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Grooming Parakeets

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Parakeets are fastidiously clean creatures, but that doesn't mean you're off the hook with grooming. Regularly grooming your bird ensures that his skin, feathers and nails all stay healthy and clean. Not all parakeets react similarly to grooming measures like bathing, so you may have to experiment to see how your bird prefers to get clean.

Nail Trimming

If your parakeet's nails grow too long, they can make it difficult for him to climb and stand securely on a perch. Trimming his nails ensures they don't become overgrown and dangerous. Inside his nails, you can sometimes see a vein called the quick. It's important that a trained professional, such as an avian veterinarian, perform your bird's nail trim so that the quick isn't nicked, which can cause bleeding and discomfort.

Bathing and Misting

Parakeets react differently to bathing and misting -- some love it, while others strongly dislike it. Every day, provide him with a fresh, shallow pan of lukewarm water. Some birds will gladly jump right it, splashing and cleaning themselves off. Change it every day whether or not it's been used. You may also try misting your bird with warm water. Fill a squirt bottle with water and spray the air directly above your parakeet -- if he spreads his wings, he enjoys the misting. If he folds them up and tucks in his head, he'd rather you stop.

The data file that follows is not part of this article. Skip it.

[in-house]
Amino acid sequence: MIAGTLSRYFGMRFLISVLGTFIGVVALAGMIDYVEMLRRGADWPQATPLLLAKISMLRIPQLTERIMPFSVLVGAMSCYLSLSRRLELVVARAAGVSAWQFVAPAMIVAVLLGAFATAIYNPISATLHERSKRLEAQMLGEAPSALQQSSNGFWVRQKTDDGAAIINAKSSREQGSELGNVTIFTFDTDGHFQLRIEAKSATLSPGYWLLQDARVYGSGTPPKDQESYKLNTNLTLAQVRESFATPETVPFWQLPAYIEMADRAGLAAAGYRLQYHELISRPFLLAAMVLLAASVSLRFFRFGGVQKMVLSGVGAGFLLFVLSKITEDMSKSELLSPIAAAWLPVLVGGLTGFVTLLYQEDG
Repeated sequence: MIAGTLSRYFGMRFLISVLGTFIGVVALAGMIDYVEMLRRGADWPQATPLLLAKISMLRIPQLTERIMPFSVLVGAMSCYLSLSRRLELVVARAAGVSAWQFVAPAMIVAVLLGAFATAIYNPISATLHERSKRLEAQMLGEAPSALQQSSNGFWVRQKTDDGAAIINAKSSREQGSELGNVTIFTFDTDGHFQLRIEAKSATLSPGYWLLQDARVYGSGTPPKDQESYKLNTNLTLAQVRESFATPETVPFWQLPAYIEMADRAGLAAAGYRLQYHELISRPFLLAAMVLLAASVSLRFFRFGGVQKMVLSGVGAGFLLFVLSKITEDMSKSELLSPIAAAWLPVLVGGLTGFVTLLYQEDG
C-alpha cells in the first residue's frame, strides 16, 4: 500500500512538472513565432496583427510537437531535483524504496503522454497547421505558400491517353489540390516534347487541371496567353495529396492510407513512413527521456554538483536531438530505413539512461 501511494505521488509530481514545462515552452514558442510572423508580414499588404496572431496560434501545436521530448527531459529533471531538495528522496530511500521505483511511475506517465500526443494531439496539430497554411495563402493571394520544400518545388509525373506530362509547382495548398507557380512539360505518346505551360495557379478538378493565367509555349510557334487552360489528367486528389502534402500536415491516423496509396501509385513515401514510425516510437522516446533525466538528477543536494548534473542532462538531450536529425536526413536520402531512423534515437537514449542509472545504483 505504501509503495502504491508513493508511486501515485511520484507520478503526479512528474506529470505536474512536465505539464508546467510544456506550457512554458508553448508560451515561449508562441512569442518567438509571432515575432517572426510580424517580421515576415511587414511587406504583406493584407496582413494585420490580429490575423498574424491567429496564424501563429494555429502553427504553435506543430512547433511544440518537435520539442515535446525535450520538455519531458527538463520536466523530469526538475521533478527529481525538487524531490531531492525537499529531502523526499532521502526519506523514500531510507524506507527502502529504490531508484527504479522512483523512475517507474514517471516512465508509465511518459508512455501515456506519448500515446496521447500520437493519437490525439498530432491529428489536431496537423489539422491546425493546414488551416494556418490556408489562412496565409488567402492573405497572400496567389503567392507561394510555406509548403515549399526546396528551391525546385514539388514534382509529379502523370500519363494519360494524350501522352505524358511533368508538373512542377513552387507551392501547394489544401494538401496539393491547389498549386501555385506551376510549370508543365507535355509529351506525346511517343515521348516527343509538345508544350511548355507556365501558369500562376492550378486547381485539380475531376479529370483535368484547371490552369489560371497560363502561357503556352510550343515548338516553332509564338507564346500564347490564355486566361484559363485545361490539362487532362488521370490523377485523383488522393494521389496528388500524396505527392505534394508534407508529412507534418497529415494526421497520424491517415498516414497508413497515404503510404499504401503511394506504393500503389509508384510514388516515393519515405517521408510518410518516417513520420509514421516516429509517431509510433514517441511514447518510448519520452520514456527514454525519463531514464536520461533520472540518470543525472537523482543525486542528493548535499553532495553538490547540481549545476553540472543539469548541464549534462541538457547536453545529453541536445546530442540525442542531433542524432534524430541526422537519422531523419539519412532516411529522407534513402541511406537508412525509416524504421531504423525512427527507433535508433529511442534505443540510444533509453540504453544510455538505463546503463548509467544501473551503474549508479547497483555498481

Feather Trimming

Feather trimming should always be performed by a professional, and while it's optional, it may make it easier to manage your bird's behavior. Parakeets move quickly, especially when they're excited, and trimming their feathers prevents them from taking full flight. This means that while they can still navigate the cage and glide to a gentle landing outside of it, they won't take to the skies and stay there. This makes it easier to control your parakeet's behavior outside the cage, preventing escapes and accidents with ceiling fans, hot stoves and other household hazards.


While you should have your parakeet's nails trimmed and talk to a professional about feather trimming, bathing is less universally required. If your parakeet prefers to stay out of the bird bath, don't worry -- that doesn't mean he doesn't want to be clean. Parakeets use their beaks to distribute natural oils across their bodies, keeping themselves well-groomed even without hopping in a bath. Even if he doesn't like being misted, give him a warm misting once a week as a supplement to his own grooming -- he may even grow to like it.